Who owns your face? You might think that you do, but consider that Clearview AI, an American company that sells facial recognition technology, has amassed a database of ten billion images since 2020. By the end of the year, it plans to have scraped 100 billion facial images from the internet. It is difficult to assess the company’s claims, but if we take Clearview AI at face value, it has enough data to identify almost everyone on earth and end privacy and anonymity everywhere.
As you read these words, your face is making money for people whom you’ve never met and who never sought your consent when they took your faceprint from your social media profiles and online photo albums. Today, Clearview AI’s technology is used by over 3,100 U.S. law enforcement agencies, as well as the U.S. Postal Service. In Ukraine, it is being used as a weapon of war. The company has offered its tools free of charge to the Ukrainian government, which is using them to identify dead and living Russian soldiers and then contact their mothers.
It would be easy to shrug this off. After all, we voluntarily surrendered our privacy the moment we began sharing photos online, and millions of us continue to use websites and apps that fail to protect our data, despite warnings from privacy campaigners and Western security services. As so many of us sympathize with Ukraine and are appalled by Russia’s brutality, it is tempting to overlook the fact that Ukraine is not using Clearview AI to identify dead Ukrainians, which suggests that we are witnessing the use of facial recognition technology for psychological warfare, not identification. Some people will be fine with the implications of this: if Russian mothers have to receive disturbing photos of their dead sons, so be it.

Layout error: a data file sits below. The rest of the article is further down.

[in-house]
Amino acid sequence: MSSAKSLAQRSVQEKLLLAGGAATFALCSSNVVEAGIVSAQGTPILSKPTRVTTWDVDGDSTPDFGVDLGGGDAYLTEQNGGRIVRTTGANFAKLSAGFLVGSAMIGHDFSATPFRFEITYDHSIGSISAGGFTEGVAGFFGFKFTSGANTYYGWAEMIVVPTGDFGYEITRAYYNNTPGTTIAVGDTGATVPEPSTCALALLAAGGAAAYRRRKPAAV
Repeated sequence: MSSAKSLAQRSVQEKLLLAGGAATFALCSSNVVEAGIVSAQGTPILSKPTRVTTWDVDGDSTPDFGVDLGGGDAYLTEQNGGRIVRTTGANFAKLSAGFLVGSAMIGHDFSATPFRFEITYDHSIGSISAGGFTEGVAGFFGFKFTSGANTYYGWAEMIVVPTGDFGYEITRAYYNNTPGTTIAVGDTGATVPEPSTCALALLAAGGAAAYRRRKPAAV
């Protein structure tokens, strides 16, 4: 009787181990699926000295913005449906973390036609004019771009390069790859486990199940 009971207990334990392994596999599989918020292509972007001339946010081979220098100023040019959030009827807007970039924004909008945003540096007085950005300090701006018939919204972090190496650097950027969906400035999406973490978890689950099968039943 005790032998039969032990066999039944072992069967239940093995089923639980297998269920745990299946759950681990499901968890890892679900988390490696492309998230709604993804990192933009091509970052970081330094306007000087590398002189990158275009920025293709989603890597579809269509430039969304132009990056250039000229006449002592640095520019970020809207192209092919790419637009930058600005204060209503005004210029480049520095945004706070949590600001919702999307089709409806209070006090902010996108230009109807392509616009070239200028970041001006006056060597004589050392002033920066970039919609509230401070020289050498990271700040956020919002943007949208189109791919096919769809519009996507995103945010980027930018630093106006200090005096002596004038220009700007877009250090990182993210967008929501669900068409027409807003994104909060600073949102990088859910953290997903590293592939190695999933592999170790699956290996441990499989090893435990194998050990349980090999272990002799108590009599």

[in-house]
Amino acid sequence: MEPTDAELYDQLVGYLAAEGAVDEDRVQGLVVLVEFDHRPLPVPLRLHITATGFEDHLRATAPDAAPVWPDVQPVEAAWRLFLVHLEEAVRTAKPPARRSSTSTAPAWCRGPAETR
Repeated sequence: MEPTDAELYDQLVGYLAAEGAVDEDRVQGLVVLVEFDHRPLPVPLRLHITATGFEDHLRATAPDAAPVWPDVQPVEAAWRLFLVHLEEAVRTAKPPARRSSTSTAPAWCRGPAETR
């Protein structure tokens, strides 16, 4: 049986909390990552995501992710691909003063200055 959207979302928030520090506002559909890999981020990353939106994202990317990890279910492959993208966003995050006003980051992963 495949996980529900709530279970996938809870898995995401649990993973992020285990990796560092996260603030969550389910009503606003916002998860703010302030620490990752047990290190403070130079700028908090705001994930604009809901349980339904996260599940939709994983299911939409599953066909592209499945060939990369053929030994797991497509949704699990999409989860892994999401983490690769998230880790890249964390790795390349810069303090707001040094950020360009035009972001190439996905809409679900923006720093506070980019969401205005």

To understand why we might want to rethink the use of facial recognition technology in conflict, consider the following thought experiments. First, imagine that it was Russia that had scraped Ukrainian biometric data from the internet to build a facial recognition technology tool which it was using to identify dead Ukrainians and contact their mothers. Liberal democracies would likely condemn these actions and add them to its growing list of Russia’s barbaric actions. Second, imagine a conflict in which the United States was fighting against an opponent who had taken American faceprints to train its facial recognition technology and was using it to identify dead American soldiers and contact their mothers. This would almost certainly cause howls of protest across the United States. Technology executives would be vilified in the press and hauled before Congress, where lawmakers might finally pass a law to protect Americans’ biometric data.
We do not need to wait for these scenarios to occur; Congress could act now to protect Americans’ biometric data. If taking inspiration from the European Union (EU) General Data Protection Regulation (GDPR) seems a step too far, Congress only needs to look to Illinois, whose Biometric Information Privacy Act (BIPA) requires that companies obtain people’s opt-in consent before capturing facial images and other biometrics. Clearview AI is currently fighting multiple lawsuits in federal and state courts in Illinois for failing to obtain users’ consent. These lawsuits highlight a troubling aspect of facial recognition technology in the United States: Americans’ privacy, civil liberties, and rights over their biometric data vary from state to state, and even within states, and are not protected by federal law.